Darfler, who was on hand during the cemetery visit, said the Turkish government was interested in the fate of early Turkish people in North America.

The result was a proposal to erect a headstone or plaque listing the names of those buried on the site, and telling the story of the 1914 internees.

“The intention is to do right by these guys,” Friel said. “It's unfortunate they've gone as long as they have in unmarked graves.”

One major problem with this is that it is impossible to prove that any of the people buried in the plot were among the individuals detained at the outset of the First World War. In fact, seven of the men are certain to have no connection as they died prior to the 1914 incident, Darfler said.

Added to all of this is concern from the Canadian-Armenian community that the sudden interest in a long-forgotten section of a Brantford cemetery is simply a politically motivated gesture by the Turkish government.

A properly labelled plaque recognizing the plot as an early Muslim burial ground would be entirely appropriate, said Toronto resident Sam Manougian, a member of the Armenian National Committee of southern Ontario.

But trying to tie the cemetery to the First World War internment incident, without any proof, is too much of a stretch, he said.

As well, a plaque or monument “identifying (those buried in the plot) with Turkey and the Turkish government would be an injustice,” Manougian said, adding that such a move would be a “slap in the face” to long-deceased Alevi who, among others including Armenians, had fled Turkey (the former Ottoman Empire) because of persecution.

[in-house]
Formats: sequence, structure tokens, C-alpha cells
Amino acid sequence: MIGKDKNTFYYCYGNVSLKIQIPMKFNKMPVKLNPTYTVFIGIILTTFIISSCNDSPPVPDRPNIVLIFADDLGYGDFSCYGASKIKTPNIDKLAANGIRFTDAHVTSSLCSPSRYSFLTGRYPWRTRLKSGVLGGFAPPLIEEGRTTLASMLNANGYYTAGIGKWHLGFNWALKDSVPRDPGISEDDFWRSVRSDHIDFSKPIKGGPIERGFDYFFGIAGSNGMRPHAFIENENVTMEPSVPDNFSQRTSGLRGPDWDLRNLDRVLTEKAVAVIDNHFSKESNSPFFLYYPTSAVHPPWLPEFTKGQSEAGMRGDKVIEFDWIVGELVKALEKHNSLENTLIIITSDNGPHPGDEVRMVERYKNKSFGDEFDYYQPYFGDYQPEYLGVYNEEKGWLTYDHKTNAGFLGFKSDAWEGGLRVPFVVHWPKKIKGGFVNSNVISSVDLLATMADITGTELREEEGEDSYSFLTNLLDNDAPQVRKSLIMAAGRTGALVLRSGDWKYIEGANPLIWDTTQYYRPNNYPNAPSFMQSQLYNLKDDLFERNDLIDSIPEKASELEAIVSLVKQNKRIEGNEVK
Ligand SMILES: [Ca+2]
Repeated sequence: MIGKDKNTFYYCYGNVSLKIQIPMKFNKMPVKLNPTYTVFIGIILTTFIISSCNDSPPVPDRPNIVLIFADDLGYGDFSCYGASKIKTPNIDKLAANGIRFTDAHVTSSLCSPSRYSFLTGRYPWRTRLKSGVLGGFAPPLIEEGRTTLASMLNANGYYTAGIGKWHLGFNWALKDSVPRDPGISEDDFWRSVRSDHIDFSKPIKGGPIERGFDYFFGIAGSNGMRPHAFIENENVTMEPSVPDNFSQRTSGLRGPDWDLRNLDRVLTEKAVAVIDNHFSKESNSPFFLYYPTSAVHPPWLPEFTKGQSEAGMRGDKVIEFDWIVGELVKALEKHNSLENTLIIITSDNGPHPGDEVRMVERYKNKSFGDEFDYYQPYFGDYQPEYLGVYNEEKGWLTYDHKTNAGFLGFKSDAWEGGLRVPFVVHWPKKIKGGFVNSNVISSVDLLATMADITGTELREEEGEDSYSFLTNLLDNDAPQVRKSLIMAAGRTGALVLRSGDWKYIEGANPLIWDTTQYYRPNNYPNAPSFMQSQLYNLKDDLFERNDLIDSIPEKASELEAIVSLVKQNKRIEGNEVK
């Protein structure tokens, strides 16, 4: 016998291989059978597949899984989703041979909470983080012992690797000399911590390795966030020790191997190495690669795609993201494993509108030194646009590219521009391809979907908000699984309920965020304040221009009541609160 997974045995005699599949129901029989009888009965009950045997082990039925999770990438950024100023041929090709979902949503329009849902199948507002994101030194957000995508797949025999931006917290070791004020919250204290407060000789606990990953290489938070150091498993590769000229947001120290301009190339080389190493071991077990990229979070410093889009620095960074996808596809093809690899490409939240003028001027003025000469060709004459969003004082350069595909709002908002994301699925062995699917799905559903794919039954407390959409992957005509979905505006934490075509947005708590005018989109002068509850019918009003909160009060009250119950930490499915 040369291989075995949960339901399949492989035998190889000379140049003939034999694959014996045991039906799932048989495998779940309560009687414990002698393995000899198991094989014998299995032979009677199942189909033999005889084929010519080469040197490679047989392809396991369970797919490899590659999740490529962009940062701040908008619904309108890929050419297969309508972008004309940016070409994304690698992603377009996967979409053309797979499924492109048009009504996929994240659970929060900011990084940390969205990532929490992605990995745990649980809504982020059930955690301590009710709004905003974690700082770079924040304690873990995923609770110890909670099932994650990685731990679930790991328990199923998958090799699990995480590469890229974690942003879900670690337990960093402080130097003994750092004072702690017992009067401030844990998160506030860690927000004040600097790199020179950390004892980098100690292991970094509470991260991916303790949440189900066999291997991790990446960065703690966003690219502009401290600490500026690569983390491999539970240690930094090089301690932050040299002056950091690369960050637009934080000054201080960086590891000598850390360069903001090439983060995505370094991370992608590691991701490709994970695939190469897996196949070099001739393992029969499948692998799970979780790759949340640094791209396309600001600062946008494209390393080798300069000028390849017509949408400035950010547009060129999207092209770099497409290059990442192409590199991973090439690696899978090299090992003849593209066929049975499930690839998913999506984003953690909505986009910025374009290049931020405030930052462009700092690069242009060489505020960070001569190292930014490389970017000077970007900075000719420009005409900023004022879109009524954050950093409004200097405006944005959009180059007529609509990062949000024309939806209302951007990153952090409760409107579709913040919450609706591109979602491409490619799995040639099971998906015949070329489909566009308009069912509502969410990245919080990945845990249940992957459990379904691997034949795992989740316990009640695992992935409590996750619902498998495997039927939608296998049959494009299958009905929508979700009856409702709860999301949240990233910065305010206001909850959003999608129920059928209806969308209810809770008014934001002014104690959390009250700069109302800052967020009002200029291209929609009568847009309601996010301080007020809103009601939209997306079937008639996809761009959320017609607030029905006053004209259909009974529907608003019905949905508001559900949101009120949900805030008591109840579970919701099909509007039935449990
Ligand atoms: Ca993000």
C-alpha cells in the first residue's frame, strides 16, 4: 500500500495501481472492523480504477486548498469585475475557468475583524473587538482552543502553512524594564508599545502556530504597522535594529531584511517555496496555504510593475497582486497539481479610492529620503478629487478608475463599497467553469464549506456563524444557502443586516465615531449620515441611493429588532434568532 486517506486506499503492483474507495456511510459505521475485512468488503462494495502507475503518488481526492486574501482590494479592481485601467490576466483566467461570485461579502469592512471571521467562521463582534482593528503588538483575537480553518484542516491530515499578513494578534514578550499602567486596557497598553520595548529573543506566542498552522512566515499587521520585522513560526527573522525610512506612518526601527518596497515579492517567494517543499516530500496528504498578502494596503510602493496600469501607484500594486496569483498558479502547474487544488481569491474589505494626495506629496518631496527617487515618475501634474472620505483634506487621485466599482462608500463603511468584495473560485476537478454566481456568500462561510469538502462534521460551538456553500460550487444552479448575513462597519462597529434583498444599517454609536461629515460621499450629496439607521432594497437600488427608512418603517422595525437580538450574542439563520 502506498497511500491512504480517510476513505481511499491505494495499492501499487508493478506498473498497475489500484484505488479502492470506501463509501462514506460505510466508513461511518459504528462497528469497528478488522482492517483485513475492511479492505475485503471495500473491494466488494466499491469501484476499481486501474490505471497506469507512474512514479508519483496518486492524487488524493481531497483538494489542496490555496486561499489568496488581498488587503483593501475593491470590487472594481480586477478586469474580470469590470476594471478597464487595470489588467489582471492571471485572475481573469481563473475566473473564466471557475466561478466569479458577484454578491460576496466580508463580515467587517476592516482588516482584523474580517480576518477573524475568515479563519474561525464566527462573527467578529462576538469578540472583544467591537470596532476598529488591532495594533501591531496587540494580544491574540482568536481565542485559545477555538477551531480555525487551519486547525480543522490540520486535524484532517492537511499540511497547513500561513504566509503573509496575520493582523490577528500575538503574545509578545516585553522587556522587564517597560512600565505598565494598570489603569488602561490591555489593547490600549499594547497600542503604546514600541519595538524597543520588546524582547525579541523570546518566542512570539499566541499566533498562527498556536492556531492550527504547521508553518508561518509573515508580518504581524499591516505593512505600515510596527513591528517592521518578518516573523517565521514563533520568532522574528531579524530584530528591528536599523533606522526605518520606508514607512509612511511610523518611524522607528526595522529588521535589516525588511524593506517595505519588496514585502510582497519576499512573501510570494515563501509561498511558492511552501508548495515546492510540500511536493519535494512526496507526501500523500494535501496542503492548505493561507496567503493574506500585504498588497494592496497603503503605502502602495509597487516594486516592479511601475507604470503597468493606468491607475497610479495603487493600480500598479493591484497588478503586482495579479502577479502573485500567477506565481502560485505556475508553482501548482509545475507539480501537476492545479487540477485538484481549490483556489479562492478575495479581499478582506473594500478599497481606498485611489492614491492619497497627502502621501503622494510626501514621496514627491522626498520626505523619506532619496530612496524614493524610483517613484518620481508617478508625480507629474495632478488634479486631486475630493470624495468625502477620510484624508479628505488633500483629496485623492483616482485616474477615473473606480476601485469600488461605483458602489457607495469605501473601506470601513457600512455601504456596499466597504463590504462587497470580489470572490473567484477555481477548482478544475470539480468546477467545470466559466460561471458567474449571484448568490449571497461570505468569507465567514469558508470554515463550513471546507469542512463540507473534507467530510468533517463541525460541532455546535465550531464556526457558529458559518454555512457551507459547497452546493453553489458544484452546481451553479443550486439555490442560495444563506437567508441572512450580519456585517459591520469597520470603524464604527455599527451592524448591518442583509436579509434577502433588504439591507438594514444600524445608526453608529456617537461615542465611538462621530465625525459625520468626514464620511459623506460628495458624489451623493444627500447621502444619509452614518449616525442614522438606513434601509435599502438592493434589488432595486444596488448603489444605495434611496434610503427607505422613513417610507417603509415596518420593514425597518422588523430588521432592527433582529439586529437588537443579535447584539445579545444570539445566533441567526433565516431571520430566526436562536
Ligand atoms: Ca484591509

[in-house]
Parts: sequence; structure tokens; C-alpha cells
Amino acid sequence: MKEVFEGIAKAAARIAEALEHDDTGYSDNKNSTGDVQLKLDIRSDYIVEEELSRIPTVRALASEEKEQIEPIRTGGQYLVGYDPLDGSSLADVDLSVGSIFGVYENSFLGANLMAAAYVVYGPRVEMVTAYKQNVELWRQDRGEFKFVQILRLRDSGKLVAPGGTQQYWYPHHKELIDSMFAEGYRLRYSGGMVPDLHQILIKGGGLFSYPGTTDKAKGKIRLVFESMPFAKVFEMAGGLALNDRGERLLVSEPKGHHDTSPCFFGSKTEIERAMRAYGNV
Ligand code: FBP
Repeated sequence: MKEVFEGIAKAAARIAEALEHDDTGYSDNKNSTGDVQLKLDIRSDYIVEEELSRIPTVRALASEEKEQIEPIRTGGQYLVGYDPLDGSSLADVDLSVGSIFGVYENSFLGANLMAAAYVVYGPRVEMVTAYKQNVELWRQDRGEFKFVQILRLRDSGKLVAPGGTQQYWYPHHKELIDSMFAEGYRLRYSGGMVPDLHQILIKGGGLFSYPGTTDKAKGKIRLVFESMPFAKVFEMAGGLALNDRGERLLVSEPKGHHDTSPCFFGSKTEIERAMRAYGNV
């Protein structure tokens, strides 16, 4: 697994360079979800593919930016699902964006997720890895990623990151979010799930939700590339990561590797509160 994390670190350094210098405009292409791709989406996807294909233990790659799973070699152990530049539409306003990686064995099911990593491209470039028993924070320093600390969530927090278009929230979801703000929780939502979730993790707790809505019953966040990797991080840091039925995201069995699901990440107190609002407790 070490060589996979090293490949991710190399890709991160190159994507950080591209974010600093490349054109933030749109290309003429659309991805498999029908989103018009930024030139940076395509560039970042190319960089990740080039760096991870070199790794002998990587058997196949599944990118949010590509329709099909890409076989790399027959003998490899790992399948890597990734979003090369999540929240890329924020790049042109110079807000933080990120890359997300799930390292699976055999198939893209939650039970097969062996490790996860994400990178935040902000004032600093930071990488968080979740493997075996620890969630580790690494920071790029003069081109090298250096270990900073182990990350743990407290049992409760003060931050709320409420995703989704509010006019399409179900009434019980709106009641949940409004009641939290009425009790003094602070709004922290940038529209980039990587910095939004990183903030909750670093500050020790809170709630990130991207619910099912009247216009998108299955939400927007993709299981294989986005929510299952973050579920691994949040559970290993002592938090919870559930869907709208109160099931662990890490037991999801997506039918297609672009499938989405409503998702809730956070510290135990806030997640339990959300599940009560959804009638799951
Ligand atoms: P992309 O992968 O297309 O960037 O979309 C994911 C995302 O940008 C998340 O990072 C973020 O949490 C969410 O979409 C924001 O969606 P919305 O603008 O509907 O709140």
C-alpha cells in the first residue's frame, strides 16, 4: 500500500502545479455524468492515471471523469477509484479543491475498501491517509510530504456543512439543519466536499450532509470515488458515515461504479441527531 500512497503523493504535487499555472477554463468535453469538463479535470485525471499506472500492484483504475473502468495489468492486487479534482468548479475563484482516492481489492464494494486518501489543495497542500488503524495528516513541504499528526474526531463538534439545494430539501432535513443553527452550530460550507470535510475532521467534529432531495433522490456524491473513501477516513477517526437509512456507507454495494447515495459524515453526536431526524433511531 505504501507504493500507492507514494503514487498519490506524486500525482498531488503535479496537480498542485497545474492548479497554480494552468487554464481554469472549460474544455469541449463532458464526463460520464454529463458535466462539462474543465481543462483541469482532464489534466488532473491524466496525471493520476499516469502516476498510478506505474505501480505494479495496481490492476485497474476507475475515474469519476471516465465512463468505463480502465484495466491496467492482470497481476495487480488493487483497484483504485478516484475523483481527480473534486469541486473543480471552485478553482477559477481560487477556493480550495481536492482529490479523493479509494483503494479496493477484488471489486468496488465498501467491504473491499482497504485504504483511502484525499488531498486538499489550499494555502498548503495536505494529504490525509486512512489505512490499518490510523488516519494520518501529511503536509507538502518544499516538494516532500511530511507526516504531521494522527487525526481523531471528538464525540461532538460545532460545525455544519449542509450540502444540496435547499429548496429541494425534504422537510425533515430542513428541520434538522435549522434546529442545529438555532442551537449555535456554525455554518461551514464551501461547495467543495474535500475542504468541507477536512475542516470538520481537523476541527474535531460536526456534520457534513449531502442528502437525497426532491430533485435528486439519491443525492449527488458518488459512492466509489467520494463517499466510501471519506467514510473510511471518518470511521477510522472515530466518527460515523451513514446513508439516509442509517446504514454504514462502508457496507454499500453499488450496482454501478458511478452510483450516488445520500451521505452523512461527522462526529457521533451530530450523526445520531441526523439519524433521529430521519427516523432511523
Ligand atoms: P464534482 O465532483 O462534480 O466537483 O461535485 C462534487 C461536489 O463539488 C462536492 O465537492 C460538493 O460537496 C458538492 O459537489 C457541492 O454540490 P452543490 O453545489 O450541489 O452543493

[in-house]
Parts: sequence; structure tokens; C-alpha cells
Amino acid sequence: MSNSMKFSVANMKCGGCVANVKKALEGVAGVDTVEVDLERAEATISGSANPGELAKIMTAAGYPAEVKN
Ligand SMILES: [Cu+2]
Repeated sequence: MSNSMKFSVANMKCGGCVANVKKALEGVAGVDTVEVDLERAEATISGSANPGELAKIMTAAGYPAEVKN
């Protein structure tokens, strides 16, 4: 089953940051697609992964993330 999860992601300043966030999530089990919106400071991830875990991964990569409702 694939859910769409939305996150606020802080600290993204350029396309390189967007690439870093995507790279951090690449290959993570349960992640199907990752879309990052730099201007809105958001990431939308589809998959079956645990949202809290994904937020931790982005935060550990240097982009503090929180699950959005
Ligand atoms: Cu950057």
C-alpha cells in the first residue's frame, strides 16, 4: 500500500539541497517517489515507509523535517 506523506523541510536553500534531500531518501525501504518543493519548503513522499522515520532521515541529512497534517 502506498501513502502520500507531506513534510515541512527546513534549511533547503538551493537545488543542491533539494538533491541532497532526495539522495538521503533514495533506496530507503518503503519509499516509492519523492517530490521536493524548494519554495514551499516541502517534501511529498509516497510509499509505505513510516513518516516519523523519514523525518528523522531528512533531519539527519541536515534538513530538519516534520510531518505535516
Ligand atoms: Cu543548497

The idea of having a monument endorsed by the Turkish government that incorrectly labels Alevi as though they were Turks is a “real injustice,” Manougian said.

“It would not be a correct representation,” he said.

Opponents to the plan have posted an online petition to “Stop the Fake Monument” at www.Keghart.com.

The petition states in part: “We condemn the Turkish ambassador's interference into Canadian domestic affairs . . . .and exploitation of the memory of the non-Turkish internees for Ankara's propaganda purposes. We also call for the cancellation of the fake monument's construction.”

The petition had gathered 208 signatures by Thursday afternoon.

Visit PETITION – Stop the Fake Monument

 

10 comments
  1. Thank you Heather Ibbotson of Brantford Expositor

    We, Dikran Abrahamian and Jirair Tutunjian, respectively the publisher and editor of Keghart.com would like to congratulate Heather Ibbotson for a balanced and accurate report on a complicated story which has local and international dimensions.

    The proposed cemetery monument has nothing to do with the unknown internees and has everything to do with Turkey's interference in Canadian domestic affairs, Ankara's scheme to denigrate our government as retaliation against Canada for recognizing the Genocide of Armenians, and to polish the image of Turkey.

    Although no one knows for sure–including the lead researcher William Darfler–the identity of the internees, the Turkish consul general has declared the buried people as Turkish. And although there was no Turkey at the time the internees were sent to Kapuskasing (the country was called Ottoman Empire then), the Toronto Turkish consul general claims a Turkish flag was raised when the internees were buried. This is also false for the same reason as cited in the previous sentence.

    Turkey and its turkic ally petrostate Azerbaijan are placing monuments and statues all over the globe in a concerted effort to give them an unearned high profile, to flex their muscles, to assert their policies, including the denial of the Genocide of Armenians. What the Toronto Turkish consul general is proposing to do is to turn hallowed Muslim ground into a Turkish propaganda showcase.

  2. Public outcry created by Keghart’s vigilance

    I commend Keghart for its hard-hitting investigative work which exposed the Turkish government's charade and exploitation–for crass political propaganda–the suffering of Muslims buried in Brantford. If it weren't for Keghart’s investigation, subsequent articles and reader comments, the "Brantford Expositor" would not have published (Aug. 2) the above excellent report regarding the background of the proposed "Turkish" monument in that city.

    Furthermore, the public outcry created by Keghart’s vigilance made the people engineering the Turkish government's lie about the Ottoman internees' monument think twice about their next step.